ReceptionEdit

For his portrayal of Lionel Luthor on Smallville, John Glover has been nominated for two Saturn Awards in the category of Best Supporting Actor in a Television Series. The first came in 2003, following his upgrade to series regular status, and the second came the following year in 2004.[37][38] By season four, at least one reviewer felt that Lionel should have left the show at the hands of his terminal liver disease in season three. Maurice Cobbs, of DVD Verdict, felt that Lionel was taking away from the primary character's (Clark Kent) screen time in season four, and it would have been better had the producers killed off the character at the end of season three.[39]

ReferencesEdit

  1. 1.0 1.1 Chris Carabott (July 28, 2006). "Smallville: Season Six". IGN. http://tv.ign.com/articles/715/715385p1.html. Retrieved August 27, 2007. 
  2. Alfred Gough, Miles Millar (writers) & David Nutter (director) (October 16, 2001). "Pilot". Smallville. episode 1. season 1. 42 minutes in. The WB.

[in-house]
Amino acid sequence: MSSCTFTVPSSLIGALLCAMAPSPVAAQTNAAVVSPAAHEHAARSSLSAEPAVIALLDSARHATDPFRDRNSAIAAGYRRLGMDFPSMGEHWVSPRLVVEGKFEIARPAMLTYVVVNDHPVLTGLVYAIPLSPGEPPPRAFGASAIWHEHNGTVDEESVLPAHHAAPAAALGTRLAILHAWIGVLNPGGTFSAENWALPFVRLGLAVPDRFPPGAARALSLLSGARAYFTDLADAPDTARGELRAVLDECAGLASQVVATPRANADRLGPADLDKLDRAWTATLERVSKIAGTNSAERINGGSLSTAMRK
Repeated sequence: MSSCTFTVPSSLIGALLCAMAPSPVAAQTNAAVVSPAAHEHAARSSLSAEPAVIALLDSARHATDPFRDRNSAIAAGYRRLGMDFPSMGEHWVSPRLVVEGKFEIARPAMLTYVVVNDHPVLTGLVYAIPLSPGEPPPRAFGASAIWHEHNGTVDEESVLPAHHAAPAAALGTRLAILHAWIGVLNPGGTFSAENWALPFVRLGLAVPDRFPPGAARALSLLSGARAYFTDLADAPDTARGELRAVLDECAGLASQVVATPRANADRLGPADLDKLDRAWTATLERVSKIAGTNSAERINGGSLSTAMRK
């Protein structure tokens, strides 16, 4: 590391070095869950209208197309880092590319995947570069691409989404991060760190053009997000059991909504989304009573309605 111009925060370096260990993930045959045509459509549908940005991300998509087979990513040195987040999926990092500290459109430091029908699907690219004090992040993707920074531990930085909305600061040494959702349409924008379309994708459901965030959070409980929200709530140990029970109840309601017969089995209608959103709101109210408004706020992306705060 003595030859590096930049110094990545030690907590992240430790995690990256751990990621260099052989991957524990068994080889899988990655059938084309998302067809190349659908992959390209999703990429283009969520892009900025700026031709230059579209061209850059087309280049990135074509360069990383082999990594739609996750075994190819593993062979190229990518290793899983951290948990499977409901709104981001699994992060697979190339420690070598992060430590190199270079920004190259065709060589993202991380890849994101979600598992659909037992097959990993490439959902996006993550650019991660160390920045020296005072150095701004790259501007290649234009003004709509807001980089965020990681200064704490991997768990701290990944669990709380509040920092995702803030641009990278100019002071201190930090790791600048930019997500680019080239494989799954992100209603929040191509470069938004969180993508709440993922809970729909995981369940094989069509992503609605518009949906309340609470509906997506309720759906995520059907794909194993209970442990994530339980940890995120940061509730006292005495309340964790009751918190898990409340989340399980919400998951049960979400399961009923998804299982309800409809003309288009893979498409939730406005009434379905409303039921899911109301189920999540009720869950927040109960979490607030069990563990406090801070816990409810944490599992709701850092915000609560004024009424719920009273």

3. Philip Levens, Alfred Gough (writers) & Greg Beeman (director) (May 21, 2002). "Tempest". Smallville. episode 21. season 1. The WB. 
  4. Alfred Gough, Miles Millar (writer) & Greg Beeman (director) (September 24, 2002). "Vortex". Smallville. episode 1. season 2. The WB. 
  5. Brian Peterson, Kelly Souders (writers) & Greg Beeman (director) (February 11, 2003). "Prodigal". Smallville. episode 15. season 2. The WB. 
  6. Todd Slavkin, Darren Swimmer (writers) & James Marshall (director) (May 6, 2003). "Accelerate". Smallville. episode 21. season 2. The WB. 
  7. Kenneth Biller (writer & director) (November 19, 2003). "Shattered". Smallville. episode 8. season 3. The WB. 
  8. Drew Greenberg (writer) & James Marshall (director) (April 21, 2004). "Truth". Smallville. episode 18. season 3. The WB. 
  9. Kelly Souders, Brian Peterson (writers) & Terrence O'Hara (director) (May 12, 2004). "Forsaken". Smallville. episode 21. season 3. The WB. 
  10. Kelly Souders, Brian Peterson (writers) & Ken Biller (director) (March 3, 2004). "Crisis". Smallville. episode 16. season 3. The WB.